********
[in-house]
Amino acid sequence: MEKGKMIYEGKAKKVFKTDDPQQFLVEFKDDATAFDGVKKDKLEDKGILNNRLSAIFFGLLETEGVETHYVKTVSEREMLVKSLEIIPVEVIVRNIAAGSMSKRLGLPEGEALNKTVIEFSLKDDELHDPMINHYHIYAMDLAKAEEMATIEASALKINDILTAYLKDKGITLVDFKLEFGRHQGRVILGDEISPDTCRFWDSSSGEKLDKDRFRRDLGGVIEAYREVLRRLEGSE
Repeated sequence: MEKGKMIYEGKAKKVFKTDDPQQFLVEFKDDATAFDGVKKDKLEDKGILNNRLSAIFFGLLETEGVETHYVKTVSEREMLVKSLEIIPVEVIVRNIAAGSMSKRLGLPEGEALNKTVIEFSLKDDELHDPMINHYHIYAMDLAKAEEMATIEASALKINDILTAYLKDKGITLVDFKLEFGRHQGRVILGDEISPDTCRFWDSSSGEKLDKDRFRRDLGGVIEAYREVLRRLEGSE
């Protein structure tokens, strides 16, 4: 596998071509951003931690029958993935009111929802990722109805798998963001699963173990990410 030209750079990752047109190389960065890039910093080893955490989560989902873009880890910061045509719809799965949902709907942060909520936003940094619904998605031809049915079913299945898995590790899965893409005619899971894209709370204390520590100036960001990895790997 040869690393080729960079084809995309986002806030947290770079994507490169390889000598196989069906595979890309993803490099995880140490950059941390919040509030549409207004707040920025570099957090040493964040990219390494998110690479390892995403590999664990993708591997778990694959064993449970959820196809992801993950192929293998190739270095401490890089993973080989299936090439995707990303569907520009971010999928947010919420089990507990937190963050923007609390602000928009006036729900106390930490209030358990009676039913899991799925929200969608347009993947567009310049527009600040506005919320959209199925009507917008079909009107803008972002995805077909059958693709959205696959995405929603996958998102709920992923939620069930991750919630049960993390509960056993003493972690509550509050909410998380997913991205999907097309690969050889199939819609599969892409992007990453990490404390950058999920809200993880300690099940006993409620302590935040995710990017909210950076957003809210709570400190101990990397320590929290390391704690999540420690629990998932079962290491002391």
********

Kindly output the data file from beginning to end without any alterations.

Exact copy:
[in-house]
Amino acid sequence: MEKGKMIYEGKAKKVFKTDDPQQFLVEFKDDATAFDGVKKDKLEDKGILNNRLSAIFFGLLETEGVETHYVKTVSEREMLVKSLEIIPVEVIVRNIAAGSMSKRLGLPEGEALNKTVIEFSLKDDELHDPMINHYHIYAMDLAKAEEMATIEASALKINDILTAYLKDKGITLVDFKLEFGRHQGRVILGDEISPDTCRFWDSSSGEKLDKDRFRRDLGGVIEAYREVLRRLEGSE
Repeated sequence: MEKGKMIYEGKAKKVFKTDDPQQFLVEFKDDATAFDGVKKDKLEDKGILNNRLSAIFFGLLETEGVETHYVKTVSEREMLVKSLEIIPVEVIVRNIAAGSMSKRLGLPEGEALNKTVIEFSLKDDELHDPMINHYHIYAMDLAKAEEMATIEASALKINDILTAYLKDKGITLVDFKLEFGRHQGRVILGDEISPDTCRFWDSSSGEKLDKDRFRRDLGGVIEAYREVLRRLEGSE
């Protein structure tokens, strides 16, 4: 596998071509951003931690029958993935009111929802990722109805798998963001699963173990990410 030209750079990752047109190389960065890039910093080893955490989560989902873009880890910061045509719809799965949902709907942060909520936003940094619904998605031809049915079913299945898995590790899965893409005619899971894209709370204390520590100036960001990895790997 040869690393080729960079084809995309986002806030947290770079994507490169390889000598196989069906595979890309993803490099995880140490950059941390919040509030549409207004707040920025570099957090040493964040990219390494998110690479390892995403590999664990993708591997778990694959064993449970959820196809992801993950192929293998190739270095401490890089993973080989299936090439995707990303569907520009971010999928947010919420089990507990937190963050923007609390602000928009006036729900106390930490209030358990009676039913899991799925929200969608347009993947567009310049527009600040506005919320959209199925009507917008079909009107803008972002995805077909059958693709959205696959995405929603996958998102709920992923939620069930991750919630049960993390509960056993003493972690509550509050909410998380997913991205999907097309690969050889199939819609599969892409992007990453990490404390950058999920809200993880300690099940006993409620302590935040995710990017909210950076957003809210709570400190101990990397320590929290390391704690999540420690629990998932079962290491002391």